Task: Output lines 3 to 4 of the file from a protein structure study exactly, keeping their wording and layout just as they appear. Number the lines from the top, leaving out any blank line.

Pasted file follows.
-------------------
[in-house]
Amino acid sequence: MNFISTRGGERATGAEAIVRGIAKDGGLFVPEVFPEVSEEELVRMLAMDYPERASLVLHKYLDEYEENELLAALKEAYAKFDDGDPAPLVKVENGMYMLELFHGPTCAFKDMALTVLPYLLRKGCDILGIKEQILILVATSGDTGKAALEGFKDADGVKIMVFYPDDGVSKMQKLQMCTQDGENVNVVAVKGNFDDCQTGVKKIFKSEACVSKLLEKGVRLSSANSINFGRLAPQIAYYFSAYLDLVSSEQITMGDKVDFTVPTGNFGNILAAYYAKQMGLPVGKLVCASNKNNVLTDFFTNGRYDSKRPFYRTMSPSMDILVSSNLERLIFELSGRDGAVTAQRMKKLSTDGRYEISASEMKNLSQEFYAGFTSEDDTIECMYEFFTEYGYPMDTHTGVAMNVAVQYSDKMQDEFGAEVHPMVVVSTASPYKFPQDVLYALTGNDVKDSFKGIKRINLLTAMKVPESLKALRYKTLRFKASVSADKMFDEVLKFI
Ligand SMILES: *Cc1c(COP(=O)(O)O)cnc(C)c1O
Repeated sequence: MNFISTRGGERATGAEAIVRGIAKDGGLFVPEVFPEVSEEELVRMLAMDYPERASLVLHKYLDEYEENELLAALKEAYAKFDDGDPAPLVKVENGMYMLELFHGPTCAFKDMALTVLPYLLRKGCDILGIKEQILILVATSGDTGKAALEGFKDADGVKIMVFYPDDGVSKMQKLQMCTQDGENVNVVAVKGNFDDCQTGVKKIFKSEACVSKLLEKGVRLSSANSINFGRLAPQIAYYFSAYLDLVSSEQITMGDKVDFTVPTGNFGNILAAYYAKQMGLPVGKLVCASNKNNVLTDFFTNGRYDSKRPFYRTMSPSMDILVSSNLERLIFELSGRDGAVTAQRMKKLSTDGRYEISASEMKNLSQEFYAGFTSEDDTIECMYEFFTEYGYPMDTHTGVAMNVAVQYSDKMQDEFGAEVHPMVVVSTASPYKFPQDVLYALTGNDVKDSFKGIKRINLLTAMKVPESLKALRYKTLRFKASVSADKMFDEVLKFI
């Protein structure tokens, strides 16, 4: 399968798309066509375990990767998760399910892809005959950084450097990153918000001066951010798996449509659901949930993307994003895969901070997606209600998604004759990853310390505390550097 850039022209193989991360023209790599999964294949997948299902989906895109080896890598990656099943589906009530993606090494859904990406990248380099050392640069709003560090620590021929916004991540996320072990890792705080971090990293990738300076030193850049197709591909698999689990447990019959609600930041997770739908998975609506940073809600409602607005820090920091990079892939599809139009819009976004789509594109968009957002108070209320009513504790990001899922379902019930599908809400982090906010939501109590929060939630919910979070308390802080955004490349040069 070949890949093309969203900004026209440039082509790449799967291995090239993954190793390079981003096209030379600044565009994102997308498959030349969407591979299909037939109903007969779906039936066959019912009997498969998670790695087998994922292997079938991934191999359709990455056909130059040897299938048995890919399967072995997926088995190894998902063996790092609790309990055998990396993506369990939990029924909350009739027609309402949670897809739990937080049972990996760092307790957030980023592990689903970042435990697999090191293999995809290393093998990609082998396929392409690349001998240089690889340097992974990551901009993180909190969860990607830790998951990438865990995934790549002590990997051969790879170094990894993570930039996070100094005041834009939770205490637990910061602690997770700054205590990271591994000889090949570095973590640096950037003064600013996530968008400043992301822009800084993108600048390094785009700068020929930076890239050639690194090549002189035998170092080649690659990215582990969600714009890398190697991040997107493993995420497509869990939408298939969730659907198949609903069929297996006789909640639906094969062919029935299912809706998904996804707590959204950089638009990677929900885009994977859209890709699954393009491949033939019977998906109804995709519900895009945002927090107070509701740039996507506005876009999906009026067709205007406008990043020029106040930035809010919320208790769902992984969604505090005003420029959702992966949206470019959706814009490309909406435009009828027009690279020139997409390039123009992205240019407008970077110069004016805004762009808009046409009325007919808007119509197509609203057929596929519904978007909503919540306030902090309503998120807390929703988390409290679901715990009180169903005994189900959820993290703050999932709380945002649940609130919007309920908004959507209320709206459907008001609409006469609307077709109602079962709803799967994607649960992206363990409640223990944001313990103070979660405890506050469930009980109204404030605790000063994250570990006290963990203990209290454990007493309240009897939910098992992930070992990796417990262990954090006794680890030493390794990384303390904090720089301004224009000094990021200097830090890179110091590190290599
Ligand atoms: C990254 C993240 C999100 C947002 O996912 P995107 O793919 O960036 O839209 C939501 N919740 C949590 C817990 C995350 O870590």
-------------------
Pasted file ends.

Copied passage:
Ligand SMILES: *Cc1c(COP(=O)(O)O)cnc(C)c1O
Repeated sequence: MNFISTRGGERATGAEAIVRGIAKDGGLFVPEVFPEVSEEELVRMLAMDYPERASLVLHKYLDEYEENELLAALKEAYAKFDDGDPAPLVKVENGMYMLELFHGPTCAFKDMALTVLPYLLRKGCDILGIKEQILILVATSGDTGKAALEGFKDADGVKIMVFYPDDGVSKMQKLQMCTQDGENVNVVAVKGNFDDCQTGVKKIFKSEACVSKLLEKGVRLSSANSINFGRLAPQIAYYFSAYLDLVSSEQITMGDKVDFTVPTGNFGNILAAYYAKQMGLPVGKLVCASNKNNVLTDFFTNGRYDSKRPFYRTMSPSMDILVSSNLERLIFELSGRDGAVTAQRMKKLSTDGRYEISASEMKNLSQEFYAGFTSEDDTIECMYEFFTEYGYPMDTHTGVAMNVAVQYSDKMQDEFGAEVHPMVVVSTASPYKFPQDVLYALTGNDVKDSFKGIKRINLLTAMKVPESLKALRYKTLRFKASVSADKMFDEVLKFI